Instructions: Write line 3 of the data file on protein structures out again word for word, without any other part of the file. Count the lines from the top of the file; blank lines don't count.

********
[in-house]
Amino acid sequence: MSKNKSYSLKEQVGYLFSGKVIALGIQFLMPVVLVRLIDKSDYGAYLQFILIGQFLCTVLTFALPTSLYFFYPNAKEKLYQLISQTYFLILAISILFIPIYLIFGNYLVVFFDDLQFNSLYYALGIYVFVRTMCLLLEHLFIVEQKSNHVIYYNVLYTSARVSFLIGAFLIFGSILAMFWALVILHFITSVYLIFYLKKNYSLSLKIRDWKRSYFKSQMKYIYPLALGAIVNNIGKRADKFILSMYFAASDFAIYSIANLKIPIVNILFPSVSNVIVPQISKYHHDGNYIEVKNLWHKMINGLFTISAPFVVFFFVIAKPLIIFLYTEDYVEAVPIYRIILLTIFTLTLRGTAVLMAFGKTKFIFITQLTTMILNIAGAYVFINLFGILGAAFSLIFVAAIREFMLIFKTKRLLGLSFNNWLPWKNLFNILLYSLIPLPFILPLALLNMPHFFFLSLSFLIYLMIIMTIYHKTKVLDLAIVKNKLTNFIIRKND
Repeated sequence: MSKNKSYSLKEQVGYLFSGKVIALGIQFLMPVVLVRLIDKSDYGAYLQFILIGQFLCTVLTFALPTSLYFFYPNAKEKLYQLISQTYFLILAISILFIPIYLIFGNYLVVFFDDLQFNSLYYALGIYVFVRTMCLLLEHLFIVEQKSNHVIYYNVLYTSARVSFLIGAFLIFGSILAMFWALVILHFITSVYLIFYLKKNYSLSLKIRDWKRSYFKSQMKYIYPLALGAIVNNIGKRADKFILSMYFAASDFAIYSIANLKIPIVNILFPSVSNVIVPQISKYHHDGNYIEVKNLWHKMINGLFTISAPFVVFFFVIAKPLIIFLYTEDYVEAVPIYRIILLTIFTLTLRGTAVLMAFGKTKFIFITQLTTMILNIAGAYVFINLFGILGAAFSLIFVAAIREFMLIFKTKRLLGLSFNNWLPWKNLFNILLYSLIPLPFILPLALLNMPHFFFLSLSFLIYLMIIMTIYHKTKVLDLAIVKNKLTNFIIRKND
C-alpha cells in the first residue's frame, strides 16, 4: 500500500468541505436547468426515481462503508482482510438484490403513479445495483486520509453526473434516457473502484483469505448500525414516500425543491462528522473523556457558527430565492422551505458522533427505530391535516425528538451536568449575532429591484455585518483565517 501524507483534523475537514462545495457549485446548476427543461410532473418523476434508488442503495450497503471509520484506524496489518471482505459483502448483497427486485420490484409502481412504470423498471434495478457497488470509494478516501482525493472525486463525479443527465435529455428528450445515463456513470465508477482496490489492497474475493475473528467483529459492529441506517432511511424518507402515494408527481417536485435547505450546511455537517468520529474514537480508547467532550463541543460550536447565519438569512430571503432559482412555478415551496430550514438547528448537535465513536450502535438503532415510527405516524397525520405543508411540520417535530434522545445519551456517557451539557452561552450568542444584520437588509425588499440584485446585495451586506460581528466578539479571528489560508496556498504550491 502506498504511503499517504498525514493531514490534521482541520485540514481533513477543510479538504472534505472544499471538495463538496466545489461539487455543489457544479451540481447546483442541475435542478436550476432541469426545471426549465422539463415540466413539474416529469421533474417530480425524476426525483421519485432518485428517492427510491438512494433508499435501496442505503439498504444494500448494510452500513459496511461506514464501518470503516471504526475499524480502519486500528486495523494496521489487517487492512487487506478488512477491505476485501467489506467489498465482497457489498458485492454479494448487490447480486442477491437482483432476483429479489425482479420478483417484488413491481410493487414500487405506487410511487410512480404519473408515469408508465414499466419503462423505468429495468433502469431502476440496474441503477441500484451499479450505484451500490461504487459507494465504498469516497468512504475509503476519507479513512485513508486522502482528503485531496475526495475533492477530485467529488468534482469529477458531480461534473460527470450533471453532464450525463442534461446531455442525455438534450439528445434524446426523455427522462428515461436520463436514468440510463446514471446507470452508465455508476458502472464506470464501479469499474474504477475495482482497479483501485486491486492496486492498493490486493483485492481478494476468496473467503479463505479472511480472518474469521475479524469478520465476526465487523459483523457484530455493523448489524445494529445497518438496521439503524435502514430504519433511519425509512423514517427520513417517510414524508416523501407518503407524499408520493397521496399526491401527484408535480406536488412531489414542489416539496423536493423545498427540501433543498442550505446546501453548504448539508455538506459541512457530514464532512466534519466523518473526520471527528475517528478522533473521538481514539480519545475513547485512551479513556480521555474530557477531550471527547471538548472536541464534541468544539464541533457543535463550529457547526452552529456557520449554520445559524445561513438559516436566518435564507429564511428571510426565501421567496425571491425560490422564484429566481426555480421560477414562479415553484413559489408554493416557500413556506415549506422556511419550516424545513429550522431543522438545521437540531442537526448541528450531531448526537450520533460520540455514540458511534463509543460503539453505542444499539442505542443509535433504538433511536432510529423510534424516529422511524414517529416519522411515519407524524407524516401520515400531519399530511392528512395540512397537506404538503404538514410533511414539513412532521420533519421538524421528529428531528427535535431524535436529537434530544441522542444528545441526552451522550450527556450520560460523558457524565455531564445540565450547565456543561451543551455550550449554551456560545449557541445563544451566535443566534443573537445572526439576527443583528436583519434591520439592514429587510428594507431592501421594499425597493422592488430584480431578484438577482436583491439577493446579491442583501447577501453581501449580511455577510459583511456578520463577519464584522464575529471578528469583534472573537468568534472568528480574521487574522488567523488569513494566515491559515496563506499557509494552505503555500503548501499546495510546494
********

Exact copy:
Repeated sequence: MSKNKSYSLKEQVGYLFSGKVIALGIQFLMPVVLVRLIDKSDYGAYLQFILIGQFLCTVLTFALPTSLYFFYPNAKEKLYQLISQTYFLILAISILFIPIYLIFGNYLVVFFDDLQFNSLYYALGIYVFVRTMCLLLEHLFIVEQKSNHVIYYNVLYTSARVSFLIGAFLIFGSILAMFWALVILHFITSVYLIFYLKKNYSLSLKIRDWKRSYFKSQMKYIYPLALGAIVNNIGKRADKFILSMYFAASDFAIYSIANLKIPIVNILFPSVSNVIVPQISKYHHDGNYIEVKNLWHKMINGLFTISAPFVVFFFVIAKPLIIFLYTEDYVEAVPIYRIILLTIFTLTLRGTAVLMAFGKTKFIFITQLTTMILNIAGAYVFINLFGILGAAFSLIFVAAIREFMLIFKTKRLLGLSFNNWLPWKNLFNILLYSLIPLPFILPLALLNMPHFFFLSLSFLIYLMIIMTIYHKTKVLDLAIVKNKLTNFIIRKND